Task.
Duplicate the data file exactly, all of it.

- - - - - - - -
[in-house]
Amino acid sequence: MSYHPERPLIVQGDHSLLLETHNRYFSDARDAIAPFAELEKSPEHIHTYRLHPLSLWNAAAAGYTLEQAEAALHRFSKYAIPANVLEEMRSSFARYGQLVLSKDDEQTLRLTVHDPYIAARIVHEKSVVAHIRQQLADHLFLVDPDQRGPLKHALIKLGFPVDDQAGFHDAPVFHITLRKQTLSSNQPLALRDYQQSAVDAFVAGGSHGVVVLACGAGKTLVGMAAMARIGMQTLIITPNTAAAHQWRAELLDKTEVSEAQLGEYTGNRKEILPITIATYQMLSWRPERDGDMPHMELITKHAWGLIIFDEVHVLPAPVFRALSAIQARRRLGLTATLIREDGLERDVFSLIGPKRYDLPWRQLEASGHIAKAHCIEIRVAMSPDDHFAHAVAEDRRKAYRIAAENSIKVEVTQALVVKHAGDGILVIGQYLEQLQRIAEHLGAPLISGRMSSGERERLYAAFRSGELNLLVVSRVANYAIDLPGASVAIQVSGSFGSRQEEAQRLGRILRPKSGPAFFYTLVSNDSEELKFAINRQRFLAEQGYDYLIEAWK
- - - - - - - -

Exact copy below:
[in-house]
Amino acid sequence: MSYHPERPLIVQGDHSLLLETHNRYFSDARDAIAPFAELEKSPEHIHTYRLHPLSLWNAAAAGYTLEQAEAALHRFSKYAIPANVLEEMRSSFARYGQLVLSKDDEQTLRLTVHDPYIAARIVHEKSVVAHIRQQLADHLFLVDPDQRGPLKHALIKLGFPVDDQAGFHDAPVFHITLRKQTLSSNQPLALRDYQQSAVDAFVAGGSHGVVVLACGAGKTLVGMAAMARIGMQTLIITPNTAAAHQWRAELLDKTEVSEAQLGEYTGNRKEILPITIATYQMLSWRPERDGDMPHMELITKHAWGLIIFDEVHVLPAPVFRALSAIQARRRLGLTATLIREDGLERDVFSLIGPKRYDLPWRQLEASGHIAKAHCIEIRVAMSPDDHFAHAVAEDRRKAYRIAAENSIKVEVTQALVVKHAGDGILVIGQYLEQLQRIAEHLGAPLISGRMSSGERERLYAAFRSGELNLLVVSRVANYAIDLPGASVAIQVSGSFGSRQEEAQRLGRILRPKSGPAFFYTLVSNDSEELKFAINRQRFLAEQGYDYLIEAWK